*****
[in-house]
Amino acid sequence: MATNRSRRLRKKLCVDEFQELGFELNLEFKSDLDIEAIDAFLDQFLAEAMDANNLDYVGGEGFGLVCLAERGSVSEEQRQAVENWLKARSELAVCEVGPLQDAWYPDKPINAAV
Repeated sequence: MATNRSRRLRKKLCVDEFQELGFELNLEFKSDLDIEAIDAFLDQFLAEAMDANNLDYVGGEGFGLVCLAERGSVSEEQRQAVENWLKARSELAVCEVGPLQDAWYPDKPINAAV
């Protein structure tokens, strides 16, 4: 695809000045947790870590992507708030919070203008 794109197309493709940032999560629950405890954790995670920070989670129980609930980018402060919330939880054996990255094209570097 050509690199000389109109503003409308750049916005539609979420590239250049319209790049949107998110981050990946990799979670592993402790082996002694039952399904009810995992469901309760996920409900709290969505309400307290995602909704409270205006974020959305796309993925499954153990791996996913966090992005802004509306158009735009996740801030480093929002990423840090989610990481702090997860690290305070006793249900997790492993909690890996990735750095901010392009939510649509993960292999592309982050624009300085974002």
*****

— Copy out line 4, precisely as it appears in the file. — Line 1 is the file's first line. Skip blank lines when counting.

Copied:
């Protein structure tokens, strides 16, 4: 695809000045947790870590992507708030919070203008 794109197309493709940032999560629950405890954790995670920070989670129980609930980018402060919330939880054996990255094209570097 050509690199000389109109503003409308750049916005539609979420590239250049319209790049949107998110981050990946990799979670592993402790082996002694039952399904009810995992469901309760996920409900709290969505309400307290995602909704409270205006974020959305796309993925499954153990791996996913966090992005802004509306158009735009996740801030480093929002990423840090989610990481702090997860690290305070006793249900997790492993909690890996990735750095901010392009939510649509993960292999592309982050624009300085974002």